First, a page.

General Information

The ESP32 Dev Kit C (v4) is a development board created around the ESP32-Wroom-32D chip.

It has 38 pins, in 2.54mm pitch, so it will work with standard breadboards and connectors.
It can be programmed through it’s Micro USB port and the built-in CP2102 Serial Controller.  The best way to program it is through the Arduino IDE.

While the ESP32 chip runs natively on 3.3 volts, the Dev Kit has a built in AMS1117 voltage converter, so it can rung through USB or from a 5v supply.

*** WARNING ***
While you can run the Dev Kit through 5 volts, you must NOT connect 5v to any pins other than the 5V pin (to power the unit).  You must only connect 3.3v or below to any



Power supply voltage (USB) 5V DC
Input/Output voltage 3.3V DC
Operating current required min. 500mA
CPU Xtensa® single-dual-core 32-bit LX6
Clock frequency range 80MHz / 240MHz
RAM 512kB
External flash memory 4MB
I/O pins 34
ADC channels 18
ADC Resolution 12-bit
DAC channels 2
DAC Resolution 8-bit
Communication interfaces SPI, I2C, I2S, CAN, UART
Wi-Fi protocols 802.11 b/g/n (802.11n up to 150 Mbps)
Wi-Fi frequency 2.4 GHz – 2.5 GHz
Bluetooth V4.2 – BLE and Classic Bluetooth
Wireless antenna PCB



The ESP32 WROOM 32D series of Wi-Fi chips is produced by Espressif Systems. ESP32 WROOM-32D is affordable Wi-Fi module suited for DIY projects in the Internet of Things (IoT) field. This module comes with many GPIOs and support for a variety of protocols like SPI, I2C, I2S, UART, and more. The best part is that it comes with wireless networking included, which makes it different to other micro controllers like the Arduino. This means that it can easily control and monitor devices remotely via Wi-Fi and Bluetooth® at an affordable price.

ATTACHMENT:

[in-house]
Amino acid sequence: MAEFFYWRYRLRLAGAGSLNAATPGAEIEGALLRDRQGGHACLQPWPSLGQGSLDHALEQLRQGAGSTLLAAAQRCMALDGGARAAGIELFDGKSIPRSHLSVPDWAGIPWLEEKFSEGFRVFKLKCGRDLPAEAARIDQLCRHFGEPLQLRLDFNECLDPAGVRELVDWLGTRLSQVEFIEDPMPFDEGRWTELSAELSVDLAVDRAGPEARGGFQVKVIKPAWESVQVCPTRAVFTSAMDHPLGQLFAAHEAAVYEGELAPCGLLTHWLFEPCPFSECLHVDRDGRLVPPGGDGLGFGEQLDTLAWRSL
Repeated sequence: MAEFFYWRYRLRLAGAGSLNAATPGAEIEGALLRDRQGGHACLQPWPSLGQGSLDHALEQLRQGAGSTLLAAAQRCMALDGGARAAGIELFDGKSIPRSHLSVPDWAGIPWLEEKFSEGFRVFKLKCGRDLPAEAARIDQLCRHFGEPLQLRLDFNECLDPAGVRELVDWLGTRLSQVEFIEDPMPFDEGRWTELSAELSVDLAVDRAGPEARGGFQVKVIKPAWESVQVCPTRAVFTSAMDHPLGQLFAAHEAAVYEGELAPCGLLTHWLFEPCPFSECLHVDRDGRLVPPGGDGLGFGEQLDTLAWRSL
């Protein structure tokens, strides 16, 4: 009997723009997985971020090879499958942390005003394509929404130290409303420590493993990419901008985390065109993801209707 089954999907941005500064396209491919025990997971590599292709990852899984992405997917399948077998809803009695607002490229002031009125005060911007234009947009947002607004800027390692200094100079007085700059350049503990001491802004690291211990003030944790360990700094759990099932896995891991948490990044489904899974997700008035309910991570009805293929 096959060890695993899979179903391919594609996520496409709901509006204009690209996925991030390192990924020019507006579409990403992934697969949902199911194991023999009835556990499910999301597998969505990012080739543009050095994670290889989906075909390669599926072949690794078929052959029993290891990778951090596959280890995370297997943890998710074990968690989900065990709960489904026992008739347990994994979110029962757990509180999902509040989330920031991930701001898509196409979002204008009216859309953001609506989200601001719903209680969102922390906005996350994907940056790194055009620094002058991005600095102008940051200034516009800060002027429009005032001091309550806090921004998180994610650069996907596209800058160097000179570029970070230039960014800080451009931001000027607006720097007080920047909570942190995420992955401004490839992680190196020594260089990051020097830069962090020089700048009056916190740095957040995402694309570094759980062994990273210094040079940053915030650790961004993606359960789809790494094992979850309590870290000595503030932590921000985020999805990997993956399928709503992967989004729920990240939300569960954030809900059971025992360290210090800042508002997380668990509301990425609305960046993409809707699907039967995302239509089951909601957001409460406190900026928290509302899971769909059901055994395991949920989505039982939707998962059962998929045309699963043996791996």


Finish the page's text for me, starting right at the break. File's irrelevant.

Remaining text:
ESP32 WROOM-32D is a system-on-chip (SoC) integrating a 32-bit Tensilica microcontroller, standard digital peripheral interfaces, antenna switches, RF balun, power amplifier, low noise receive amplifier, filters and power management modules into a small package. It provides 2.4GHz Wi-Fi (802.11 b/g/n, supporting speeds up to 150MB/s), BLE and classic Bluetooth® wireless communication, 34 I/O pins, I2C and I2S interfaces, ADC (analog to digital conversion), DAC (digital to analog conversion), SPI interface, UART on dedicated pins, and PWM (Pulse Width Modulation).
The processor core, called LX6 by Espressif, is based on Xtensa® dual-core 32-bit LX6 processor controller and runs at frequency range between 80-240MHz. It has a 448kB boot ROM, 520kB of on-chip SRAM, and 4MB of external flash memory which can be accessed through SPI interface.

The GPIO pins 34 to 39 are GPIs – input only pins. These pins do not have internal pull-ups or pull-down resistors. They cannot be used as outputs, so use these pins only as inputs: GPIO 34, GPIO 35, GPIO 36, GPIO 39
There is an integrated SPI flash on the ESP-WROOM-32 chip. The pins GPIO6 to GPIO 11 are exposed in certain ESP32 development boards. These pins are connected to the integrated SPI flash on the chip and are not recommended for other uses.